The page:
Wouldn’t it be better for our politicians to concentrate on what is and isn’t a crime before getting the dog whistle out and calling for the death penalty to be brought back?

If there is one thing that can be trusted from this political class, it’s that whatever the reasons may appear to be for anything they do, the real reasons won’t be the ones we actually see.

Whilst the media carries on reporting everything from Westminster as if all is normal, the issues the country is facing are normal, and all of our MPs are in touch and dealing with anything that the media deems to be important as if that’s normal – the truth is that there is a hell of a lot more going on. And it is being obscured from view by the focus only ever being on the narrative that the establishment wants us all to see.

Horrifying as it may sound to anyone who has a basic moral compass and an understanding between the difference of right and wrong, we only have laws and punishments for breaking them because someone somewhere has already gone through a process of deciding whatever the ‘crime’ might be, needs a rule, and have then gone through whatever process necessary to put them there.

The cold hard reality is that even murder, that most serious of crimes, is only legislated for and punishments applied, because whoever was in charge at the time decided that it should be so. Not because there was a set of rules that existed for mankind to follow at the beginning of time.

It’s important to understand this, as everything we are experiencing now in terms of behaviours being outlawed, frowned upon or made politically incorrect – that in reality are just based on a different opinion and what is deemed incorrect for the times – could very soon become legislated against as a punishable crime.

When you can accept that one opinion or thought is no more wrong than any other, you can soon see the problem with outlawing or rather attempting to outlaw the way people think, just because it’s not the same way that someone else thinks, and that other person then decides that thinking contrary to their own should be a crime.

Outlawing thought is an attempt to exert full control over the person whose thoughts are being outlawed.

People are thinking all manner of things, all of the time. Some of those things IF enacted, would certainly constitute a crime. But thought is not action and action can only become a crime when the right of another to exist freely and without harm or restriction has itself been denied. The key to the whole equation is to always remain conscious that in a free world, this process is and always will be a two-way street.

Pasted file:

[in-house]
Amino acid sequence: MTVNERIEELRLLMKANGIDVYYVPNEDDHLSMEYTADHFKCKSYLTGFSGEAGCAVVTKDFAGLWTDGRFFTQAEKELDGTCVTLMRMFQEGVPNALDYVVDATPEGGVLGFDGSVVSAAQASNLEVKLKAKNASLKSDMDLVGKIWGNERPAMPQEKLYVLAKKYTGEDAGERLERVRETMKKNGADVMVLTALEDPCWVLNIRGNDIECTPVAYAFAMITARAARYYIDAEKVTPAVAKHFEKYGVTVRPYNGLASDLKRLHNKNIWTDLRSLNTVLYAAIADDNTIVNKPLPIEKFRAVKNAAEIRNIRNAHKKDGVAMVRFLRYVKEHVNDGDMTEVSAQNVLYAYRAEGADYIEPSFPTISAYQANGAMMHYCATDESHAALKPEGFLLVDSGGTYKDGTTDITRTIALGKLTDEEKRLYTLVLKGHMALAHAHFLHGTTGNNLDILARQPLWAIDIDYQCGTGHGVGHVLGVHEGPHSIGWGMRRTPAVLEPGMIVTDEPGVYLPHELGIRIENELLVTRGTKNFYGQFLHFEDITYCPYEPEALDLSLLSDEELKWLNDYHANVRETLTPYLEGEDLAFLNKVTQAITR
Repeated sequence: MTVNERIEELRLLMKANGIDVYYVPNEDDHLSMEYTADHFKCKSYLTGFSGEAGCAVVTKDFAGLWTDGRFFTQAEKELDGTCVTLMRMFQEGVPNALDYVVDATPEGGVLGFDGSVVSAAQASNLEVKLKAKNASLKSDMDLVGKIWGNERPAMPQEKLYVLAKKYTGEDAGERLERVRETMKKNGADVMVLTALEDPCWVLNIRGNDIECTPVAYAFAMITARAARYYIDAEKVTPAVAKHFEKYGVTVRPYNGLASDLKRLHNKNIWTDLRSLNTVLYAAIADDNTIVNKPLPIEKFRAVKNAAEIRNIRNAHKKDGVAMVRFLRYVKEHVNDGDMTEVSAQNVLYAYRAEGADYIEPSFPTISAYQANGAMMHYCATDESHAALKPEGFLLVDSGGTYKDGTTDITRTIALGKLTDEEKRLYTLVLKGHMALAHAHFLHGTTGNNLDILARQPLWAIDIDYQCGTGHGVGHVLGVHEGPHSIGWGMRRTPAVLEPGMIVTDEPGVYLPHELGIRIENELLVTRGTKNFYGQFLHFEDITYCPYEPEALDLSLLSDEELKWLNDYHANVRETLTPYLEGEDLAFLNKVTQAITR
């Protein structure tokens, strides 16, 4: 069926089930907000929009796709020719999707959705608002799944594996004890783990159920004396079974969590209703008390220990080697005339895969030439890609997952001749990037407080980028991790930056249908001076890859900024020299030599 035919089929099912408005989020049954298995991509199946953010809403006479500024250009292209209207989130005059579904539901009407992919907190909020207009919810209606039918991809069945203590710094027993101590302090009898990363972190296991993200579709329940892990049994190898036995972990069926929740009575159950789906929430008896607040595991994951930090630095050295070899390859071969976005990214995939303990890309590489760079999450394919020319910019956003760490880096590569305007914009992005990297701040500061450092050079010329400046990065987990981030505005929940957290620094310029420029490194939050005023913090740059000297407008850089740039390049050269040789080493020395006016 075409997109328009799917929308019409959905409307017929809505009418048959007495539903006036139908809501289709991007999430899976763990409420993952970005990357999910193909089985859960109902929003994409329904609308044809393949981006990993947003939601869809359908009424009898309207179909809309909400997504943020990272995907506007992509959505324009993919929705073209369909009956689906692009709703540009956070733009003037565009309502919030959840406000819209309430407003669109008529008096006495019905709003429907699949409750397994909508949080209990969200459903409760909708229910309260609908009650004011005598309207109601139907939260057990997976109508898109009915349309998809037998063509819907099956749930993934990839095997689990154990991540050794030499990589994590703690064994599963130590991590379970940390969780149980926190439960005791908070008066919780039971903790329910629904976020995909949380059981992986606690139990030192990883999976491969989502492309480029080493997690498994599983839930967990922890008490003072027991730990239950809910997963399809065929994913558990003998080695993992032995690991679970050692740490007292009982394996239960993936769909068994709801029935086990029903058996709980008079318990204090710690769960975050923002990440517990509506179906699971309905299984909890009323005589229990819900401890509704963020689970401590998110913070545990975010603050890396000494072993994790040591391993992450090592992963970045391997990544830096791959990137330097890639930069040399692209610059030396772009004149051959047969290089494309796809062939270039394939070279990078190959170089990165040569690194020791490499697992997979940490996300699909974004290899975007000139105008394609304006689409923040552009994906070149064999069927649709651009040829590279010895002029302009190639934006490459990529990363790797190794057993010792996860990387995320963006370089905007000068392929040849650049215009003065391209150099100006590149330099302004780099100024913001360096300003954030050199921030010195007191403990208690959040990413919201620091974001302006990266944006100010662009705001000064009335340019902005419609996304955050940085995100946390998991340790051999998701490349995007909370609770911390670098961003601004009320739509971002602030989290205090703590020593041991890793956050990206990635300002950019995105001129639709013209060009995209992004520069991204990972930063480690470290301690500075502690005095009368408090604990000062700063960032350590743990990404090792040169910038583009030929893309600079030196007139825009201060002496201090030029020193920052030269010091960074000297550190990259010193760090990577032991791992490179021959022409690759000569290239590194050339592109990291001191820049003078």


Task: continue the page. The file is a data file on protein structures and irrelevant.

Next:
Careers ruined, social rejection and ‘cancellation’ could soon be considered amongst the lightest punishments possible, if our politicians genuinely now believe that we should return to capital punishment and the death sentence. All when crime isn’t crime, and knee jerk responses that bend to publicised opinion are the only motive that weak, rudderless and morally deficient politicians actually have.


The Red Wall dictates Tory Policy for all

The dynamics of that General Election win were very different to what anyone had really expected.

Of the constituency seats that gave Boris an overall working majority win, many of them were gained in areas that had previously been Labour held. It was because of this that they are now known as the Red Wall.

Whilst an 80-seat majority is something not to be sniffed at, anything-for-an-easy-life Boris found himself with a list of new MPs that in Tory terms were never supposed to be there.

These new ‘Red Wall MPs’ had been the candidates that were never expected to win. They were certainly a long way from the A-List mentality that sees Conservative Central Office parachute ‘beautiful’ people into so-called safe seats where the chosen few are guaranteed entry to Parliament and will do absolutely everything they are told, and everything they can to toe the party line.

The Red Wall Tory MPs typically represent areas where the working class and financially poorer demographics dominate.

Suddenly, avoidance of issues like social mobility, food poverty and the imbalance across society were no longer an easy choice for the Tory hierarchy and strategists to avoid.